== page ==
Tag Archives: texas rising

Henry Karnes, Karnes City and Karnes County

Henry Wax Karnes was a soldier in the Texas Revolution and later was a Texas Ranger.  He was born in Tennessee in 1812 and grew up in Arkansas. He first came to Texas on a visit in 1828 and later returned for good in 1835 when he enlisted in the army under Captain John York.  One of the first battles he is known to have participated in was the Battle of Concepción (on the grounds of Mission Concepción) and later in the Siege of Bexar.  He was also associated with Erastus “Deaf” Smith and is thought to be the first to deliver the news to Sam Houston of the fall of the Alamo mission to Santa Anna.


(Mission Concepción)

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Sherman, Texas

The town of Sherman is located in Grayson County.  It was named for General Sidney Sherman (1805-1873) who during the battle of San Jacinto on April 21, 1836 is the person credited for shouting the battle cry “Remember the Alamo! Remember Goliad!”  In 1846, the Texas legislature had created Grayson County out of Fannin County and designated Sherman as the new county seat.  Sherman gained its first post office in 1847.  It was fairly well established by 1850 and later became a stop on the Butterfield Overland Mail route.

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John Coffee Hays, Texas Ranger


Ranger John Coffee “Jack” Hays was born in Little Cedar Lick, Wilson County, Tennessee, January 28, 1817.  In “Texas Rising,” he seems to be a somewhat less important character, likely because most of his service as a Texas Ranger occurred after the Texas Revolution.  Hays was related to Andrew Jackson’s family in that Mrs. Jackson was his great aunt.  His father fought with Andrew Jackson and gave Jack his middle name Coffee in honor of Gen. John Coffee who had also served under Jackson.

When Hays was still a young man, he left Tennessee and moved to Mississippi where he learned surveying.  Some accounts have him coming to Texas in 1836, early enough to serve under Erastus “Deaf” Smith and Henry W. Karnes while others maintain that he arrived in late 1837 or early 1838.  Regardless, he had settled in San Antonio  by February, 1840 and apparently “rangered” while he also served as a surveyor.  He fought in the Battle of Plumb Creek and in 1840 he became Captain of a company of Rangers under Mirabeau B. Lamar, during the interim years after the Texas Revolution but before the Mexican-American War.  In addition to Plum Creek, he was also involved in action at Cañon de Ugalde, Bandera Pass and Painted Rock. Read the rest of this entry »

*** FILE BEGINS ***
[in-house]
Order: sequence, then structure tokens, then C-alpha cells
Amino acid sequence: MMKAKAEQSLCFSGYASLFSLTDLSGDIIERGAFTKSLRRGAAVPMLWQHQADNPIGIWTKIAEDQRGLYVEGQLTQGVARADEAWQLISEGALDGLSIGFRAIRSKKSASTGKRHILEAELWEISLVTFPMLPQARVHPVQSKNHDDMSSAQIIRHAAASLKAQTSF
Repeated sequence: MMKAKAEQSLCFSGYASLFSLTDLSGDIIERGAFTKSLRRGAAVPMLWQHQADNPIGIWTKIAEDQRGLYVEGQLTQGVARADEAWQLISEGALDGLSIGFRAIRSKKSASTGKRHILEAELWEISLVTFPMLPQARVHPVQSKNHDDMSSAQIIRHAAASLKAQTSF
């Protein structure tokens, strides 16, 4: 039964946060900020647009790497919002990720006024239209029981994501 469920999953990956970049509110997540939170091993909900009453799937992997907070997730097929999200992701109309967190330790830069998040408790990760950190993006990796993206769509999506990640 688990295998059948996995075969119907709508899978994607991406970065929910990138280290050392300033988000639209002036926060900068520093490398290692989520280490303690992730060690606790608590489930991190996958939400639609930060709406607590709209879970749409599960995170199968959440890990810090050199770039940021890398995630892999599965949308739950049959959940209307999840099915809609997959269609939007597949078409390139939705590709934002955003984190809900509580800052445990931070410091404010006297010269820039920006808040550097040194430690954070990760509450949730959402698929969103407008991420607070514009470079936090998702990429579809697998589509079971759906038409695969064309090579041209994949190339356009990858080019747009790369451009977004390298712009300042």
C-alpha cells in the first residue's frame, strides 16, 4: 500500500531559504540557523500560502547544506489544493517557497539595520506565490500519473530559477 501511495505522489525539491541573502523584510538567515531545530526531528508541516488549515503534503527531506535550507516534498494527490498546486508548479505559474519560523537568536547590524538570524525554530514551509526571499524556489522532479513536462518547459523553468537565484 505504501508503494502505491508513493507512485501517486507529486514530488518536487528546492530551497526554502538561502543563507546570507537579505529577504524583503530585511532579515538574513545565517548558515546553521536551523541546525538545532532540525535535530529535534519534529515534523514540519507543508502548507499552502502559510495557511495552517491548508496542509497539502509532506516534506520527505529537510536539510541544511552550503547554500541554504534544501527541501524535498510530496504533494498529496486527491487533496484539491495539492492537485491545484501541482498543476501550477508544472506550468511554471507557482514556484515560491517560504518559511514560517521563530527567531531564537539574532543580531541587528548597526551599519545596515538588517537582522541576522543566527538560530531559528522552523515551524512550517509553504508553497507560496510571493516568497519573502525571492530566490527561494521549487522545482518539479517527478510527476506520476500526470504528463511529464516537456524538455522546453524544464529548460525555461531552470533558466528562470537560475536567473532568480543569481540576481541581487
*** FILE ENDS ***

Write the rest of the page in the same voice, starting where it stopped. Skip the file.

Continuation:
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Erastus “Deaf” Smith

Erastus “Deaf” (pronounced “Deef”) Smith was an admirable person in “Texas Rising” and one in which the character of the individual may closely match the one portrayed in the miniseries.  His hearing loss was not complete, but was significant after suffering an illness some years prior to the Texas Revolution.  In some accounts, it was referred to as “consumption” (most likely, tuberculosis) which may have contributed to his death, though contemporary accounts were not specific as to the actual cause of death.  One newspaper account simply read, “His iron frame has sunk under the severe fatigues and exposures to which he has too willingly subjected himself.”

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Emily D. West


She is the traditional subject of the song “Yellow Rose of Texas” and one of the more compelling characters in the miniseries “Texas Rising” which just completed its debut run on the History Channel.  In it, the character has an affair with Mexican General Santa Anna and is occupying his attention leading up to the battle.  In addition, she may have had personal motives of revenge that led to her desire to see Santa Anna defeated.

The familiar song does not deal with San Jacinto or Santa Anna.  It was composed in the 1800s, although the actual name of the composer is unknown.

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“Texas Rising”


I hope you had a chance to watch “Texas Rising” on the History Channel over the last month and a half.  It was entertaining.  I know that some characters in the series were fictional or their stories were highly fictionalized, so this summer I will try to find the real stories of their lives, starting with Emily D. West, Jack Hays and Erastus (Deaf) Smith.  I was also intrigued by Juan Seguin and the other Hispanic residents of Texas who fought with Houston against the Mexican Army.  These were my takeaways from “Texas Rising.”  I am grateful to the History Channel for the project, but the armchair historian in me always appreciates the real stories behind the fictional ones.


Posted by on June 22, 2015 in history, texas, texas rising


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Bigfoot Wallace and the Bandito Vidal

William A. A. “Bigfoot” Wallace lived from 1817-1899 and was a Texas Ranger, one of 30 to be inducted into the Texas Ranger Hall of Fame. He came to Texas after the death of his brother and a cousin at the hands of the Mexican Army at Goliad in 1836, intending to somehow even the score for his lost relatives. Wallace is believed to have many times exacted his revenge, though he was captured and imprisoned by the Mexican Army himself in the early days of 1843 in the so called “Black Bean Episode,” which he survived. Wallace is mentioned in many other historical accounts as he fought as a Ranger in the Mexican-American War, continued to serve as a Texas Ranger during the 1850s and beyond. He did not serve in the Civil War, electing instead to remain in Texas to guard the borders against Indians, renegades and Union soldiers.  The young State of Texas benefited from an uneasy arrangement with the Confederate Army to allow some Rangers to remain in place to defend the frontier.

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